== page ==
The stigma and shame of sex work and forced labour make it difficult for trafficked individuals to seek and secure services. This problem is only amplified with the lack of anonymity in rural areas. Due to the size and nature of rural communities, it is possible that service providers and medical professionals will know the trafficker and may even be tied to the trafficker in some way. Service providers may find it difficult to maintain neutrality when dealing with human trafficking. Accordingly, it is important to consider the need for referrals to outside neutral parties when possible. This is especially true in healthcare settings, as trafficked individuals may have contact with medical professionals, and few others.
North Dakota’s experience with creating human trafficking responses illustrates approaches that rural states can take to increase their capacity to identify and respond to human trafficking. In North Dakota, the model involves three core components:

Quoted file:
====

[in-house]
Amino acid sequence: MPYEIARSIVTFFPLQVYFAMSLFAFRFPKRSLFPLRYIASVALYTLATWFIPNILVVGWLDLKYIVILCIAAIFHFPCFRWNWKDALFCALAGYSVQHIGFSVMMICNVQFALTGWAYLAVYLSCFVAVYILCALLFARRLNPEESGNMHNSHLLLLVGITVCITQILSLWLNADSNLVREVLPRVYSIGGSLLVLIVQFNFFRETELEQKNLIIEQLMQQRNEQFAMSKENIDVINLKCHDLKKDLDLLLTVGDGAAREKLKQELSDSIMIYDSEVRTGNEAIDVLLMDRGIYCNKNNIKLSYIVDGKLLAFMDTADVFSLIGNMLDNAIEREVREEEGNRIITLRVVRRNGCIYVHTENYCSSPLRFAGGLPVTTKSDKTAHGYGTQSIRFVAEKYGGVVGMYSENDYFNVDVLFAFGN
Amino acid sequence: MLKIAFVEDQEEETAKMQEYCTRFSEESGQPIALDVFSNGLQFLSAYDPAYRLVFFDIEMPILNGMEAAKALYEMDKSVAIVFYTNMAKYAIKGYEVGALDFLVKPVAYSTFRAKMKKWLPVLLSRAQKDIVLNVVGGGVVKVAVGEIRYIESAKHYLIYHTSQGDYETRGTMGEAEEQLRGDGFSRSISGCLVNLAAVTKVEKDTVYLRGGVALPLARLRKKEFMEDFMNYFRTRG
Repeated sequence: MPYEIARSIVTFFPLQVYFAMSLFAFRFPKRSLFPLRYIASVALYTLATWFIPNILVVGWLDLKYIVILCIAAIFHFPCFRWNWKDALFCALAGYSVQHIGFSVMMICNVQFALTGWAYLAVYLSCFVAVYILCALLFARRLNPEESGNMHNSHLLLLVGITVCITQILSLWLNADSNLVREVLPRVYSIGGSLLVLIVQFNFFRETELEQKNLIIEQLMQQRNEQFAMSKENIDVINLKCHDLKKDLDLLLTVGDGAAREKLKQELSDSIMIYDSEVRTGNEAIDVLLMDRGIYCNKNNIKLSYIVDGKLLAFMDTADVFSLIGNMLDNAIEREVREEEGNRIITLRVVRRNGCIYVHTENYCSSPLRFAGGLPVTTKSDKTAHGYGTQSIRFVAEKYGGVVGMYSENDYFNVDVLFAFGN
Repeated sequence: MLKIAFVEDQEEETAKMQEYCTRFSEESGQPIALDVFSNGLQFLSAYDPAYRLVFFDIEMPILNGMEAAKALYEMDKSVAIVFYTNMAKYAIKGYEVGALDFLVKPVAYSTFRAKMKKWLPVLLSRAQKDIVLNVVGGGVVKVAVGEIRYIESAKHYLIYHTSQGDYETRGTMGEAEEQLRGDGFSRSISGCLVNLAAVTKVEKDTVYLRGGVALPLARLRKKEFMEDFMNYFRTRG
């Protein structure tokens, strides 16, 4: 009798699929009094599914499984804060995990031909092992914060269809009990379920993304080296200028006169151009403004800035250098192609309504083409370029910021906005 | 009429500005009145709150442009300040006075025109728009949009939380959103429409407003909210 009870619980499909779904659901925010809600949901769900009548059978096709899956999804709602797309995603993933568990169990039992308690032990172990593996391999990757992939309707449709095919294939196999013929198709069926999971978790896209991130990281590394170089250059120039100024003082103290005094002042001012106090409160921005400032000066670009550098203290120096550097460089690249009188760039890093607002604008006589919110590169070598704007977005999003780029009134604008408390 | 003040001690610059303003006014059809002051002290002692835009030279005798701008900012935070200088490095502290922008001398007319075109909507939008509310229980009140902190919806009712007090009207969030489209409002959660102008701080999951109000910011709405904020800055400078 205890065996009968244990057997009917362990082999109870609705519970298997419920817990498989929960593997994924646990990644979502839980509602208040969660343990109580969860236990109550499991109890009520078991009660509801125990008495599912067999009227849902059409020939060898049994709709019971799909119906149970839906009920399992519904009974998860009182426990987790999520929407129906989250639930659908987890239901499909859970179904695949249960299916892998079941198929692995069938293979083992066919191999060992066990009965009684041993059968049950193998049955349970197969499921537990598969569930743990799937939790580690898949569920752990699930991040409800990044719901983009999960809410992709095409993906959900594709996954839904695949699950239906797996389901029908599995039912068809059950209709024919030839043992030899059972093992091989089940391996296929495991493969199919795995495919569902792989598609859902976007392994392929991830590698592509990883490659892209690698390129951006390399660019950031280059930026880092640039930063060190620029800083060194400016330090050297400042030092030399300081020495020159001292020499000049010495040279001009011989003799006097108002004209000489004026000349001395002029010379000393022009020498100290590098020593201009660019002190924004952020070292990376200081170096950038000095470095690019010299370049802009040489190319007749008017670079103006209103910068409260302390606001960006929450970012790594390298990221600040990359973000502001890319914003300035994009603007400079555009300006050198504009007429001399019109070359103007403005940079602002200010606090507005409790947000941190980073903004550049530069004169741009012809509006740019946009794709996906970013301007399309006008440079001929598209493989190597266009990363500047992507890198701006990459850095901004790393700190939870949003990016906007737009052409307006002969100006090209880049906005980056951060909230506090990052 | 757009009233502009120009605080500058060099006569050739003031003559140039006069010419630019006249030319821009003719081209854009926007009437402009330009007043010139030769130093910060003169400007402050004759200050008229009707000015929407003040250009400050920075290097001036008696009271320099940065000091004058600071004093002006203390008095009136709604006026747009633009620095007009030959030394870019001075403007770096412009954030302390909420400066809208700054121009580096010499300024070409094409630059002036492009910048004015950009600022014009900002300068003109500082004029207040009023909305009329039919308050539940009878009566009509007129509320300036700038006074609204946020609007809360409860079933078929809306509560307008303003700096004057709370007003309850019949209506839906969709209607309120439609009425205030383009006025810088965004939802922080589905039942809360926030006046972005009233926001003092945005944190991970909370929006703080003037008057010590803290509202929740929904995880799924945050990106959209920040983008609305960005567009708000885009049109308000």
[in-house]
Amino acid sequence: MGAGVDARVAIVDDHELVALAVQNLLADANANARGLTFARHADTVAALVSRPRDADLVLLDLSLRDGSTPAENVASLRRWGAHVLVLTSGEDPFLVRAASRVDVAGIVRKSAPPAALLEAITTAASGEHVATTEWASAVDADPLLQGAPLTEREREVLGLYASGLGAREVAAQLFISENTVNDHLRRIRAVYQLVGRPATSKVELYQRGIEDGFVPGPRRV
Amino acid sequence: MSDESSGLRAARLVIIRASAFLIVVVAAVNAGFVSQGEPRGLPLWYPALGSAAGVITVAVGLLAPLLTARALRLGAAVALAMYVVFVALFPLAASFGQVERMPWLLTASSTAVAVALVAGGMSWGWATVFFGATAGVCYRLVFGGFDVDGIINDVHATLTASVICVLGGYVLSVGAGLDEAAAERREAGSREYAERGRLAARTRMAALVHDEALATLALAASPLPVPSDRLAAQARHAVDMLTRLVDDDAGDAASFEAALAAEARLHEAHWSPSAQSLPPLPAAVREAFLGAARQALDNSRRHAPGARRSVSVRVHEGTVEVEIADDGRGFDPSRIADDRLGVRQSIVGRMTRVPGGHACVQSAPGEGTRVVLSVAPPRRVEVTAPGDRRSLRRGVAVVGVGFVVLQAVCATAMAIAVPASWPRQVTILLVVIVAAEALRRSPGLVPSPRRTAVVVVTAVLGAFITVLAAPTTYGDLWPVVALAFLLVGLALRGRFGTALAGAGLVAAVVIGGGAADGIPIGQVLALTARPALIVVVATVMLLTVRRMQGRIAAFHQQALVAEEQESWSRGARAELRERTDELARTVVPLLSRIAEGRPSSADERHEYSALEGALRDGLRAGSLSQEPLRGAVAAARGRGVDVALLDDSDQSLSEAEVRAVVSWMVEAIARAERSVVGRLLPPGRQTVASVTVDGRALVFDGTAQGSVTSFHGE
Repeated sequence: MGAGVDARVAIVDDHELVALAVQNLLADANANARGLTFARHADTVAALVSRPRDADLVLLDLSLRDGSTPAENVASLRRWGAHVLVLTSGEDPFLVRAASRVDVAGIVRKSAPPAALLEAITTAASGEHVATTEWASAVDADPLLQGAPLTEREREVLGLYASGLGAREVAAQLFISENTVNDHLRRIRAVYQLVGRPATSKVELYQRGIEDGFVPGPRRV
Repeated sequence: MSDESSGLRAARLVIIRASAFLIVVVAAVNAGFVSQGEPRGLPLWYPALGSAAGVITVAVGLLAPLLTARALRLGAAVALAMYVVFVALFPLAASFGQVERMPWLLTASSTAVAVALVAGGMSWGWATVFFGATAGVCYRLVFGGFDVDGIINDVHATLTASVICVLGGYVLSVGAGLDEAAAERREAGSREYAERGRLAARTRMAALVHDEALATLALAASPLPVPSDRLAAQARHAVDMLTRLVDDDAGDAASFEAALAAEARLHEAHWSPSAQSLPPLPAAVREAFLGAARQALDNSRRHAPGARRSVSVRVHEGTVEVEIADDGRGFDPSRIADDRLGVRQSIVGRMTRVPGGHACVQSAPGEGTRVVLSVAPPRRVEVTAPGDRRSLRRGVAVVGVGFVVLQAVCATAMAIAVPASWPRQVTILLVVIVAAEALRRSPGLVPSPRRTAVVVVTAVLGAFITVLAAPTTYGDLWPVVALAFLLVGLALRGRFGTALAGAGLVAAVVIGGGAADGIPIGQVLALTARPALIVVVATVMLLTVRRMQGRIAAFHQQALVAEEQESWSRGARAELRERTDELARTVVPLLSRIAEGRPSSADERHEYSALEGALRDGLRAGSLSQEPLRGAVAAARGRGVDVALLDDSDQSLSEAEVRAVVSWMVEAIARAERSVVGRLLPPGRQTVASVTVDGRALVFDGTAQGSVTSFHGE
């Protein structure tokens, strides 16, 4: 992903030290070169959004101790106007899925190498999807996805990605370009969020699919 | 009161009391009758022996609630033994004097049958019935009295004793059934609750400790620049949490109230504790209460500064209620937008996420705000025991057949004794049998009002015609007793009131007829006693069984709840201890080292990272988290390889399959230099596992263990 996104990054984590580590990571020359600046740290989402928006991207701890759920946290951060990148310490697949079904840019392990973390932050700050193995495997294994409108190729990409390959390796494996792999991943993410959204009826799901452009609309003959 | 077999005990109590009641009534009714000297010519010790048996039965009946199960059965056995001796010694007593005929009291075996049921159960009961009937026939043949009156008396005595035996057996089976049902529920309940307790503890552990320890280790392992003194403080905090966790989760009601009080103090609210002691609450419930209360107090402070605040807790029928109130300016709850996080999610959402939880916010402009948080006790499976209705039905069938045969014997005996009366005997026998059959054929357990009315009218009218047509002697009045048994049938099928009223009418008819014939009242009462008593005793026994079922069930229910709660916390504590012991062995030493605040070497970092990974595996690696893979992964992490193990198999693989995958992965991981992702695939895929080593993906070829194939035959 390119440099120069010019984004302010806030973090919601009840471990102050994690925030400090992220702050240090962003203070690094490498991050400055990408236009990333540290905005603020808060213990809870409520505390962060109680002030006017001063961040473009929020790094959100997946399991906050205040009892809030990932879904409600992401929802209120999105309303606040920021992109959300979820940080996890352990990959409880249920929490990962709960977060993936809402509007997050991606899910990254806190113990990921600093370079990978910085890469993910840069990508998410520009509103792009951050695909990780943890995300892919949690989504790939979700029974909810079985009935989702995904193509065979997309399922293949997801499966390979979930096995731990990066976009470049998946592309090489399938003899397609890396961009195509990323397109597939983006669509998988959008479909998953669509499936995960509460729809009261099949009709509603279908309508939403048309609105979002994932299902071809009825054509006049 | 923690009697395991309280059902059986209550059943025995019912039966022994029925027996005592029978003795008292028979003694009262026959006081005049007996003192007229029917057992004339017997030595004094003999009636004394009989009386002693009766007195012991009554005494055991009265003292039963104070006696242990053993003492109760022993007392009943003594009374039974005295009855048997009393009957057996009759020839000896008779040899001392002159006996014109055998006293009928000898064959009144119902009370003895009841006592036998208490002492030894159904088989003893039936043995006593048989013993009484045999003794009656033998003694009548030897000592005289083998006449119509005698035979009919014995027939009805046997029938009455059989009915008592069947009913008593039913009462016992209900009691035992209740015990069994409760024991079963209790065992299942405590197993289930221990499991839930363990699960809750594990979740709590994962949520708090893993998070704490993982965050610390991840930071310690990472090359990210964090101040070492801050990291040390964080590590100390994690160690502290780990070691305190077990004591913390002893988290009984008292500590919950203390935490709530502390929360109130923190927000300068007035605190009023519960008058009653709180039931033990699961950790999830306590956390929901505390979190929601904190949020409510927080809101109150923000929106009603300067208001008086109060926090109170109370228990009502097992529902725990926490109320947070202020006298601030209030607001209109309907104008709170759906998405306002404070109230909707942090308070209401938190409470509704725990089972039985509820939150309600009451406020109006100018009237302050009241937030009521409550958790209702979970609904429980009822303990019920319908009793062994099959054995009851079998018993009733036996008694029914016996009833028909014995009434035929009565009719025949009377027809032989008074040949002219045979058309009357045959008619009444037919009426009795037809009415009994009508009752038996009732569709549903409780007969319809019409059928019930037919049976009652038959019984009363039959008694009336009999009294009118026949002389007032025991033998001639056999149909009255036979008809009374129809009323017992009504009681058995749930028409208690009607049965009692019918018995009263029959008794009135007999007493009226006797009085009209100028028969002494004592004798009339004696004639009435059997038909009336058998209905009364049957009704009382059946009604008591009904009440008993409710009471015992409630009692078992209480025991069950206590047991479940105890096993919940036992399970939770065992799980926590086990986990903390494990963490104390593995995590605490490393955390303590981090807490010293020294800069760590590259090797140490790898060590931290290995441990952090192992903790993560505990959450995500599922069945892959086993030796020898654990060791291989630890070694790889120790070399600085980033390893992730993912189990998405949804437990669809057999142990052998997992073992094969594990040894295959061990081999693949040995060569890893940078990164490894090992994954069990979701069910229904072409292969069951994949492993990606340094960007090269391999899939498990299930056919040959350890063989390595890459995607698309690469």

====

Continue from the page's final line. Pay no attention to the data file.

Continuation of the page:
- multi-disciplinary teams across the state;
- a task force director, navigators and lead law enforcement agents coordinating the activities of the task force; and
- service provision by partner agencies — local law enforcement and victim services providers.
A comprehensive approach to fighting human trafficking in rural communities requires many parties to communicate and build on existing relationships between relevant agencies and service providers, particularly because law enforcement, healthcare providers and other service providers in rural areas tend to be less specialized than providers in urban areas. Having a community Navigator or point-person for connecting trafficked individuals to services is especially useful in rural settings, where services may be more dispersed. Additionally, Navigators serve as points of contact for those working with trafficking victims, or those looking to learn more about human trafficking.
The role also coordinates training and technical assistance, state-wide. This approach is also used in Minnesota. It is important that all relevant actors conduct trainings throughout rural areas to increase awareness of human trafficking and formalize partnerships with trafficking-specific organizations located in urban communities.